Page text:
LexisLibrary and LexisPSL
Sign up for a free trial today and get full access for a weekTrial
The Liberal Democrats have this week passed a policy on cohabitation rights, seeking to provide cohabiting unmarried couples with fair and reasonable redress on separation and on death.
According to survey results published by Resolution this week, three quarters of MPs believe that greater legal protection is needed for unmarried cohabiting couples on separation.
Resolution, the body representing 6,500 family law professionals in England and Wales, has been campaigning for a change in the law to reflect this increasing demographic group, and welcomed the recognition from MPs that reform is needed.
Responding to the survey's findings, Steve Kirwan, who leads Resolution's work on cohabitation, said:
"This poll of MPs confirms the findings of a public survey in 2008, in which 51% of respondents believed, incorrectly, that cohabitants had the same rights as married couples.
And yet the current situation for people who live together in England and Wales, more often than not, creates injustice and hardship.
This isn't about whether you believe people should be married or not, this is about ensuring that people are aware of their legal rights - and that fact that more than two thirds of MPs identify this as a problem clearly points to the need for reform.
Despite the myth that there is such a thing as "common law" marriage - which hasn't existed since 1753 - it is possible to live together with someone for decades and even to have children together, and then simply walk away without taking any responsibility for a former partner's welfare. That is simply wrong, it needs to change, and it needs to change now."
2.9m people were cohabiting in the UK in 1996. In 2013, that number has almost doubled to 5.6m.
The Law Commission reported on this issue in detail 6 years ago in 2007 and proposed that cohabiting couples or couples who have a child together should have a statutory general entitlement to apply for financial relief on separation, with a minimum duration of cohabitation requirement set by statute of between 2 and 5 years. Those proposals were not implemented by the Government.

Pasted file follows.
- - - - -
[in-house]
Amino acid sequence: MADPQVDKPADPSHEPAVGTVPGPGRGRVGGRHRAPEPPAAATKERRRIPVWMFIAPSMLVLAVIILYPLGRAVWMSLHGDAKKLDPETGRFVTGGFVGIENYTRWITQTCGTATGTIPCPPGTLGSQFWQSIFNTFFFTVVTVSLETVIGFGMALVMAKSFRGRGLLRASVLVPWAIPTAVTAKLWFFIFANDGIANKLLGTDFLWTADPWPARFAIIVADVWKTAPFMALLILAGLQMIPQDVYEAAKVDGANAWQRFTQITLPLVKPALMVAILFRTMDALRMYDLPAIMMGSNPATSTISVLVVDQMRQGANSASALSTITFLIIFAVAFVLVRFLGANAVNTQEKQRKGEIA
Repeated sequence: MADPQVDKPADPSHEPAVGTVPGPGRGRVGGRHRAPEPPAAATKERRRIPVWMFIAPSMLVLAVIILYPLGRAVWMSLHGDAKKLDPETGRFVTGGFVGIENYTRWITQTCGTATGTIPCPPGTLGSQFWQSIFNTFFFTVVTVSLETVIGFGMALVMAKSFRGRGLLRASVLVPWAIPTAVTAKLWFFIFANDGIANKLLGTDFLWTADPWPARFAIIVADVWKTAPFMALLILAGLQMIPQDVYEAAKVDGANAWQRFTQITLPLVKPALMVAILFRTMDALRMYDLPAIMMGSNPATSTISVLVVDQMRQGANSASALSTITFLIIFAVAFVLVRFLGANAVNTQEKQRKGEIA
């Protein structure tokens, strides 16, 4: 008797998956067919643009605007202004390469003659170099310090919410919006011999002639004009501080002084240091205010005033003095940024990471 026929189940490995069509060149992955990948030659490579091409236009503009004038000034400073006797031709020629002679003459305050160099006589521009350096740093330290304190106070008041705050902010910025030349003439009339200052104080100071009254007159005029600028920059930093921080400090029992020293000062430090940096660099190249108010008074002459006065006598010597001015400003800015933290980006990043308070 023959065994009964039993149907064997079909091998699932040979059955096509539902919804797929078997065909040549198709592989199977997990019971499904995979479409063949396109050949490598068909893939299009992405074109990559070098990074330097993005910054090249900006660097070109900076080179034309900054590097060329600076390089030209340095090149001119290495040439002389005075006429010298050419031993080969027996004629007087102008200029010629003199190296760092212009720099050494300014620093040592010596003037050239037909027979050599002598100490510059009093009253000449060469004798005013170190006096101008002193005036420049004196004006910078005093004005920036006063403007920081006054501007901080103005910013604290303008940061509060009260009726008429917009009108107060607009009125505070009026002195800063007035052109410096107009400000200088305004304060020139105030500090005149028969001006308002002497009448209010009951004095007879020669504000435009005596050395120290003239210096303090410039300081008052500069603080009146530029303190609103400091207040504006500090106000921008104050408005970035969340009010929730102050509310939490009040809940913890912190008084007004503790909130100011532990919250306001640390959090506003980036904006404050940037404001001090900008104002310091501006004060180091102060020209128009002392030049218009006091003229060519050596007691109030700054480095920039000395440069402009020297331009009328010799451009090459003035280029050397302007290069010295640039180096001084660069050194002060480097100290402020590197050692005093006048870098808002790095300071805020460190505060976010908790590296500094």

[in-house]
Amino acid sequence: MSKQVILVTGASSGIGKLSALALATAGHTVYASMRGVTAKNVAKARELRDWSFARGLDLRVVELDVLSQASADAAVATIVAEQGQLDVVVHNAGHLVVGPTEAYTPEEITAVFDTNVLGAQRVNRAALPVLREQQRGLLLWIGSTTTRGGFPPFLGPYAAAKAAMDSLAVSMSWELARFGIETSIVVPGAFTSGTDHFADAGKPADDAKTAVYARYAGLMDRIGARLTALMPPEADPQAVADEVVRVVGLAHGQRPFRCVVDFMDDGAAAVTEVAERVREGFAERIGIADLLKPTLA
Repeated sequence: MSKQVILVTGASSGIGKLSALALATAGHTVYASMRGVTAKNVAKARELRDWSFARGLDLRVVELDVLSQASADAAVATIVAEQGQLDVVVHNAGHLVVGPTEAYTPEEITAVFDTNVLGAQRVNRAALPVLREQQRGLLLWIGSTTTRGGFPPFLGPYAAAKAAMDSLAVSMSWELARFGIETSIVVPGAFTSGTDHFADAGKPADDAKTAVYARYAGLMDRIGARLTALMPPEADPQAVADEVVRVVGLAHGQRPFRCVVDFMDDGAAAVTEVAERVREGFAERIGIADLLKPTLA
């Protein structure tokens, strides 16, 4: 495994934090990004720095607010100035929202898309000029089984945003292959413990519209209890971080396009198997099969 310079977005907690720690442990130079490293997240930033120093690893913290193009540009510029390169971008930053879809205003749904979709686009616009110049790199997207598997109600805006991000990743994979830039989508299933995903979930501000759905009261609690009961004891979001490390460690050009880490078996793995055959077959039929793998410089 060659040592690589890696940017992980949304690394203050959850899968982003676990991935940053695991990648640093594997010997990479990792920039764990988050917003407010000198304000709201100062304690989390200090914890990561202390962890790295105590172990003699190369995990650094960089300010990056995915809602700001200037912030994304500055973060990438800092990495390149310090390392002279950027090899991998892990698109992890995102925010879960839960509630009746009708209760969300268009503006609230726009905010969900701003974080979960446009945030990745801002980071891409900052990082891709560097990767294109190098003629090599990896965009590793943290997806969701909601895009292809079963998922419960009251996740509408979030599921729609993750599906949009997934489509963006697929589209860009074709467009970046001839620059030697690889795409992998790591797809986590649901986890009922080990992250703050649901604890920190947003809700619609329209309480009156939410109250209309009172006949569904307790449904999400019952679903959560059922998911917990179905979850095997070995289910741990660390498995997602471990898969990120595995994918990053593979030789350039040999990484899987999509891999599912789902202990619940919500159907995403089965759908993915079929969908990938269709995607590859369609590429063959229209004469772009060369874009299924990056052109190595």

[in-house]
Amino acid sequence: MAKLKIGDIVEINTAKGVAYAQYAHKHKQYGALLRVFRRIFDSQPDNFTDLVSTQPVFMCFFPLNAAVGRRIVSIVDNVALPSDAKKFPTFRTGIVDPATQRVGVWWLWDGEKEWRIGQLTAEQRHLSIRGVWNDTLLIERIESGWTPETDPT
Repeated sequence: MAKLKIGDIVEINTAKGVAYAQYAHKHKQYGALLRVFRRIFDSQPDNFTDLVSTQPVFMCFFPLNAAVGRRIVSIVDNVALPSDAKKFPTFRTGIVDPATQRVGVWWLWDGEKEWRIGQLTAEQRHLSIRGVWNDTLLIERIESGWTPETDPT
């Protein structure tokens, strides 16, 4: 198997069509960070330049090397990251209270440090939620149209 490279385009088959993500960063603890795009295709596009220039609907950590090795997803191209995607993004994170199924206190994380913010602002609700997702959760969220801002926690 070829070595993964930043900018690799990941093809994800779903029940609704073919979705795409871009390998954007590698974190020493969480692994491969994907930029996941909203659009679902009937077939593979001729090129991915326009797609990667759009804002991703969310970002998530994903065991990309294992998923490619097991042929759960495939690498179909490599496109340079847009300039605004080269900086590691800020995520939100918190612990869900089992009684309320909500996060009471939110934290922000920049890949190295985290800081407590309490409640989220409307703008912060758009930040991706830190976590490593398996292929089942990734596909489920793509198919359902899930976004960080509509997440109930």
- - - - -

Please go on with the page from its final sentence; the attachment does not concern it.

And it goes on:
In her 2011 statement on the government's response to the Law Commission report, Law Commissioner Professor Elizabeth Cooke said:
"We note ... that reform will not be implemented during the current Parliament. We hope that implementation will not be delayed beyond the early days of the next Parliament, in view of the hardship and injustice caused by the current law. The prevalence of cohabitation, and of the birth of children to couples who live together, means that the need for reform of the law can only become more pressing over time."
The Liberal Democrat's motion includes proposals based on the two Law Commission reports of 2007 and 2011 (on intestacy and family provision claims on death).
Regular news and updates from Resolution can be read in the Family Law journal.
The Red Book is the acknowledged authority on practice and procedure